Four o’clock is famously genetically variable.

Flowers produce seed. That is their priority. Flowers that do not rely primarily on wind for pollination are colorful and fragrant merely to attract pollinators. They deteriorate as seed develops after pollination. Many flowers finish bloom between summer and autumn. This can generate an abundance of true to type seed to potentially collect for the next season.

Seed of most wild plants is naturally true to type. That means that it generally grows into plants that are genetically and physically very similar to the original plants that produced it. Genetic aberration is rare. Unless such aberration is an asset, such as floral color that pollinators prefer, it dissipates within a few generations. This likely continues indefinitely.

Many popular plants are simple varieties of wilder plants. These varieties are products of selection rather than breeding. Although technically true to type, their progeny can revert to wilder versions of their species, possibly within their first generations. White California poppy, without culling, reverts to genetically stable orange within only a few generations.

Of course, the transition from white to orange California poppies might not be a problem. Likewise, basic and exclusively yellow and orange nasturtium may be no less appealing than predecessors with more elaborate color. Potential reversion may not dissuade seed collection. Money plant, rose campion, white phlox and campanula are more true to type.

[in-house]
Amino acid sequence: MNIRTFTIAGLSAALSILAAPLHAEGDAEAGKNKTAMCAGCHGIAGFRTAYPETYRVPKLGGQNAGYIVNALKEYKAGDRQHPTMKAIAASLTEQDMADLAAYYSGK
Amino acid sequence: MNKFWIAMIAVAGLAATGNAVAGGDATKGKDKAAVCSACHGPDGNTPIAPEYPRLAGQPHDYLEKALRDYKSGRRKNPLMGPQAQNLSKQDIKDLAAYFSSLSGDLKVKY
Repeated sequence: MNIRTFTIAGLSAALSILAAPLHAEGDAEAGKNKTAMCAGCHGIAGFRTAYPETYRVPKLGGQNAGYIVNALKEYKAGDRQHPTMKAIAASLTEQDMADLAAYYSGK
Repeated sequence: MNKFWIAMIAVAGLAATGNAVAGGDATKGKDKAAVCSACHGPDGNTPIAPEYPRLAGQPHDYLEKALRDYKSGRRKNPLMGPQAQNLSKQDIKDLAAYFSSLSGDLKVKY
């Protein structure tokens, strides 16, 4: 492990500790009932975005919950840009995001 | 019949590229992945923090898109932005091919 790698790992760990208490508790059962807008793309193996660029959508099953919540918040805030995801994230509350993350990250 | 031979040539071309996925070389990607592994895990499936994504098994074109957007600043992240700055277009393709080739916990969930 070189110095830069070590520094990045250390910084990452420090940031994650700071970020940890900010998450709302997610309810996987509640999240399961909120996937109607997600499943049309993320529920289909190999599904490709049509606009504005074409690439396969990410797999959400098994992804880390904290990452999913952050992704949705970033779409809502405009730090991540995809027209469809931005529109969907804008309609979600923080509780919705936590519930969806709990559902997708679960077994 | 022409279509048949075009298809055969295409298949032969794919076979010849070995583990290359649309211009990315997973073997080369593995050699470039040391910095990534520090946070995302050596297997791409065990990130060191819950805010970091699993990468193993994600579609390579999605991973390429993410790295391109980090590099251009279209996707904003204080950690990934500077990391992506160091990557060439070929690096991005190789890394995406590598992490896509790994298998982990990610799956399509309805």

Many other popular plants are cultivars, which are cultivated varieties. Most cultivars are not true to type, so are reliant on vegetative propagation for perpetuation. Therefore, they are clones that are genetically identical copies of their original single parents. Almost all exhibit desirable characteristics that do not transmit reliably to seed, such as variegation.

Cultivars may be genetically unstable because of extensive breeding, or sterile because of hybridization. Canna exemplifies both categories. Most cultivars with lavish bloom are mostly sterile hybrids. Their seed is rare and unpredictable. Cultivars with modest bloom produce seed profusely. Although also potentially unpredictable, much of it is reliably true to type.

2 thoughts on “True To Type Seed Collection

    1. Reversion is common, but does not explain how some flowers bloom completely differently from their parents as well as the ancestors of their parents. I am unfamiliar with coral vine, so do not know what color their ancestors bloom.

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